Quoting Geert Hofstede, culture is the “collective programming of the mind which distinguishes one group of people from the other.” Based on this, Singaporeans are categorised by the above mentioned traits. Whether you like it or not, this is the culture of Singaporeans. Hofstede mentioned the collective programming of the mind, this can be translated to mean: a group of people with the same mentality. In this case, Singaporeans are guarded by the need to win, and the need to survive. When we act upon this mentality, it results in the kind of behaviour(Edward T. Hall’s definition of culture) you see in the video clip above, or if you take a look around you, the behaviour you see is the culture of Singaporeans.

Other than what is mentioned, there are a few other things that makes our culture as well. For example, in most countries, chewing gum is a norm, but in Singapore, government policies such as the outlawing of gums has made it such that Singapore is the only country known for banning gum chewing.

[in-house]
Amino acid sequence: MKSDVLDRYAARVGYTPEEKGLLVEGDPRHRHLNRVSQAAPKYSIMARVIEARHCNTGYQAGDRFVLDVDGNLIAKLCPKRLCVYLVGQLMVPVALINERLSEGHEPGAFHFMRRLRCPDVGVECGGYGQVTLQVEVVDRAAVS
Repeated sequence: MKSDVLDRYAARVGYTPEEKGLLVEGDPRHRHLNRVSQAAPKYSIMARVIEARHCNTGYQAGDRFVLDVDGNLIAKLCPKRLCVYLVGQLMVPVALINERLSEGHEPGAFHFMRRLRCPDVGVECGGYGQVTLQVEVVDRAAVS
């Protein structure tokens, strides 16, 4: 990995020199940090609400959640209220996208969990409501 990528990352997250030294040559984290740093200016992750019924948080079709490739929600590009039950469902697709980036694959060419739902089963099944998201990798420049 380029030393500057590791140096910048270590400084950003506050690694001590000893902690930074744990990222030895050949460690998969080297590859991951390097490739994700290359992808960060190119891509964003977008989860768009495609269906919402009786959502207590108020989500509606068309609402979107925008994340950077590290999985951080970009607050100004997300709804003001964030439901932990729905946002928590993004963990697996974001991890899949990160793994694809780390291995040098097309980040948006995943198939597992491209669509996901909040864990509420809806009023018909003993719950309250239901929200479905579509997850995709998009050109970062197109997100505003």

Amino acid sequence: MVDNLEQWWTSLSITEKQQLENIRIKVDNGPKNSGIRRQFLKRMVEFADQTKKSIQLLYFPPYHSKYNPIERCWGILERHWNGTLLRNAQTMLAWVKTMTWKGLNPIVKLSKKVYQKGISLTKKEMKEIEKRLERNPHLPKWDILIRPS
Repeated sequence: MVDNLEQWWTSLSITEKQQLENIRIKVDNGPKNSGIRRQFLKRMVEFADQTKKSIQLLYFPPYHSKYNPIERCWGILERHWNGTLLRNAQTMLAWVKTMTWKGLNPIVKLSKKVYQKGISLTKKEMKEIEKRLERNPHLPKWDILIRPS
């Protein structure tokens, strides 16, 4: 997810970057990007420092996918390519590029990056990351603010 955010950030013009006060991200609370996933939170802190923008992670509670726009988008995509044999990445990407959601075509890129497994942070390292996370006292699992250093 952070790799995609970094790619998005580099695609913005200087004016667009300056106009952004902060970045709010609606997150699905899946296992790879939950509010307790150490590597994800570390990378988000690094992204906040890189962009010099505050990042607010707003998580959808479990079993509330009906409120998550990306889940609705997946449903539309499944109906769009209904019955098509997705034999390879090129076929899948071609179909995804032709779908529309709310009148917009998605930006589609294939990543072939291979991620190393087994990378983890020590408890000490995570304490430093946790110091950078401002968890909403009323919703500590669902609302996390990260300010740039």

Having said that, culture is something that is unique to a group of people. It is also the basis that we employ when we judge others. The video below is an excerpt from a Taiwanese variety show, with the Taiwanese celebrities criticizing Singapore’s pronunciation of English.

For those who do not understand Chinese, you should be able to roughly make out what are the words that are specifically pointed out and critiqued upon. It is funny how we are allowed to criticize our fellow Singaporeans’ bad command of English(i.e Ris Low), but when outsiders actually critique Singapore’s English on the whole, we stand together and defend our country’s culture and pride. Below are merely some of the comments I have extracted from the video’s page: